O Come, Let Us Adore Him – Advent Day 16 – A Hard Journey to Bethlehem
In those days a decree went out from Caesar Augustus that all the world should be registered. This was the first registration when Quirinius was governor of Syria. And all went to be registered, each to his own town. And Joseph also went up from Galilee, from the town of Nazareth, to Judea, to the city of David, which is called Bethlehem, because he was of the house and lineage of David, to be registered with Mary, his betrothed, who was with child. And while they were there, the time came for her to give birth. And she gave birth to her firstborn son and wrapped him in swaddling cloths and laid him in a manger, because there was no place for them in the inn. (Luke 2:1-7, ESV)
The king’s heart is a stream of water in the hand of the Lord; he turns it wherever he will. (Proverbs 21:1, ESV)
But you, O Bethlehem Ephrathah, who are too little to be among the clans of Judah, from you shall come forth for me one who is to be ruler in Israel, whose coming forth is from of old, from ancient days. (Micah 5:2, ESV)
The fulfillment of divine prophecy is beautifully seen in the first seven verses of the second chapter of the Gospel of Luke. According to the prophecies in the Bible, the Christ-child would be born as a human being (Gen. 3:15), be Jewish (Num. 24:17), be a descendant of the tribe of Judah (Gen. 49:10), be from the lineage of David (2 Sam. 7:12-13), be born to a virgin (Isa. 7:14) in the City of David, known as Bethlehem (Mic. 5:2).
In order for the prophecy of Micah 5:2 to come true, Jesus’ earthly parents, Mary and Joseph, would have to leave Nazareth and make the journey to Bethlehem. In our day, this would only require about a two-hour drive, but in those days, this 80-mile journey would have taken four to five days. On that trip, there would be no car seat to recline in, no fast-food places to indulge cravings, and certainly no rest stops or entertainment along the way.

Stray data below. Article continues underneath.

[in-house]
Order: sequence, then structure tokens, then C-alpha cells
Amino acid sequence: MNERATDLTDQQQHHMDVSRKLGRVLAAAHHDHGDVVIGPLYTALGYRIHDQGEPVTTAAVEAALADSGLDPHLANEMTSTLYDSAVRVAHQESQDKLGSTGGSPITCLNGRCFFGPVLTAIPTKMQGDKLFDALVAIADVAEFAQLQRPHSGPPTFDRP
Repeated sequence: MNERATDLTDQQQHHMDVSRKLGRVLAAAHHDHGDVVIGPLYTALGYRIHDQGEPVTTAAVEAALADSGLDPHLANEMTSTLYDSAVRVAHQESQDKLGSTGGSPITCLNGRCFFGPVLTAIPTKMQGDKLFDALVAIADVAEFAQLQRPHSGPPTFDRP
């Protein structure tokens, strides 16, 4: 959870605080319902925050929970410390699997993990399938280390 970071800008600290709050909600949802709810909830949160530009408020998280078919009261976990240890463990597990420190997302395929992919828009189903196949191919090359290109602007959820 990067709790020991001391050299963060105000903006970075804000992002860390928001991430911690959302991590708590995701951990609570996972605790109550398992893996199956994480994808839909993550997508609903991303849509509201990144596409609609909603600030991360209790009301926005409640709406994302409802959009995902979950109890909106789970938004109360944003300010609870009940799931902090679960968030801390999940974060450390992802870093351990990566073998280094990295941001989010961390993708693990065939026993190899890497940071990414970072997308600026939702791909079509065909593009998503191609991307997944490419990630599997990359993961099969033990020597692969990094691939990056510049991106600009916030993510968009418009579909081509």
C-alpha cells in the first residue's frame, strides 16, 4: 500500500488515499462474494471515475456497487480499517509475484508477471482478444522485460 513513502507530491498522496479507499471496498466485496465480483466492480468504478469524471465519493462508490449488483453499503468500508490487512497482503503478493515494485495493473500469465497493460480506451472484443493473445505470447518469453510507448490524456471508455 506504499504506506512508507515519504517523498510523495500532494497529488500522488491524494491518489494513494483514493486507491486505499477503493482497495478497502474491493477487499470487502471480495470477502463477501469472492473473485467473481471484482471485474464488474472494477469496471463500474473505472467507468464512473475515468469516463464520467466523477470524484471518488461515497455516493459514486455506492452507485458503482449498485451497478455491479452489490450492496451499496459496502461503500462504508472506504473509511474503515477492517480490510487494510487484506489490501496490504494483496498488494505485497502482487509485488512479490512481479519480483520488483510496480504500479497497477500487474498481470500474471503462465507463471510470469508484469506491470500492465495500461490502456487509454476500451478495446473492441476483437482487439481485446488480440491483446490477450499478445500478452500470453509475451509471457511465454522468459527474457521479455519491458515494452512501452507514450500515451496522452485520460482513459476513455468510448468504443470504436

This journey from Nazareth to Bethlehem would be undertaken by a severely pregnant woman riding on the back of an animal for eight hours a day, four days straight, until they reached Bethlehem. I have never been pregnant myself, but I have experienced what it’s like to cater to the needs of a pregnant woman twice now, and I can assure you she never requested to ride on a donkey or camel for eight hours a day. This journey would have been painful, exhausting, and quite stressful, with the real possibility of the baby being born on the side of the road.
The Lord used the government of Rome to ensure that the prophecy of Micah 5:2 would be fulfilled. The Roman government took a census every fourteen years, and this very census was used by God to bring Mary and Joseph back to the City of David. Caesar Augustus unknowingly played a part in the eternal plan of God, as Joseph would be required to return to the city of his ancestors to be recorded. And thus the earthly parents of the Savior of the world returned to Bethlehem.
We can be thankful for the faithfulness of Mary and Joseph in this endeavor. Mary’s lack of comfort in late-term pregnancy would have been reason enough to stay home without Joseph or even for them to delay their voyage to Bethlehem until after the birth of Jesus. However, their willingness to follow the law led them to follow the will of the Lord so that the Son of God would be born in the City of David and the prophecy of Scripture would be fulfilled. We all play a part in the eternal plan of God, and even though things may seem pointless, menial, or even inconvenient at times, we know that all things work together for His eternal glory. This Christmas season, we can certainly be thankful that God uses ordinary people for extraordinary purposes.